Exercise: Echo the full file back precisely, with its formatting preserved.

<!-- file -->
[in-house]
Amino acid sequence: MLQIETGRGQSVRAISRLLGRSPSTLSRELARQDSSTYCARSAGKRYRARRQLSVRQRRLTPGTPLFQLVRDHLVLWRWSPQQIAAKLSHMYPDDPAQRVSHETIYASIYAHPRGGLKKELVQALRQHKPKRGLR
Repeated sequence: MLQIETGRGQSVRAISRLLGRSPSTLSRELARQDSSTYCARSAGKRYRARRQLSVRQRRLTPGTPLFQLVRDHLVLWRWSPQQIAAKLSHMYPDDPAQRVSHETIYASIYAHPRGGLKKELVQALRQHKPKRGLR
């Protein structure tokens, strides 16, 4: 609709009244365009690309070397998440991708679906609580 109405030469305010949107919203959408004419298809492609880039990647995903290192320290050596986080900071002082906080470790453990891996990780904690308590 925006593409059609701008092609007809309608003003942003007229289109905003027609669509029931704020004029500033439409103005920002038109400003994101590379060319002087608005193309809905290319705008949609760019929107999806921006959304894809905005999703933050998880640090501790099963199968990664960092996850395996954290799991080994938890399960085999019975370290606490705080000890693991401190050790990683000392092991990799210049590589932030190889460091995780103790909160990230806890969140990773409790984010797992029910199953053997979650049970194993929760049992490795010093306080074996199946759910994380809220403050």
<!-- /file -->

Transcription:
[in-house]
Amino acid sequence: MLQIETGRGQSVRAISRLLGRSPSTLSRELARQDSSTYCARSAGKRYRARRQLSVRQRRLTPGTPLFQLVRDHLVLWRWSPQQIAAKLSHMYPDDPAQRVSHETIYASIYAHPRGGLKKELVQALRQHKPKRGLR
Repeated sequence: MLQIETGRGQSVRAISRLLGRSPSTLSRELARQDSSTYCARSAGKRYRARRQLSVRQRRLTPGTPLFQLVRDHLVLWRWSPQQIAAKLSHMYPDDPAQRVSHETIYASIYAHPRGGLKKELVQALRQHKPKRGLR
């Protein structure tokens, strides 16, 4: 609709009244365009690309070397998440991708679906609580 109405030469305010949107919203959408004419298809492609880039990647995903290192320290050596986080900071002082906080470790453990891996990780904690308590 925006593409059609701008092609007809309608003003942003007229289109905003027609669509029931704020004029500033439409103005920002038109400003994101590379060319002087608005193309809905290319705008949609760019929107999806921006959304894809905005999703933050998880640090501790099963199968990664960092996850395996954290799991080994938890399960085999019975370290606490705080000890693991401190050790990683000392092991990799210049590589932030190889460091995780103790909160990230806890969140990773409790984010797992029910199953053997979650049970194993929760049992490795010093306080074996199946759910994380809220403050």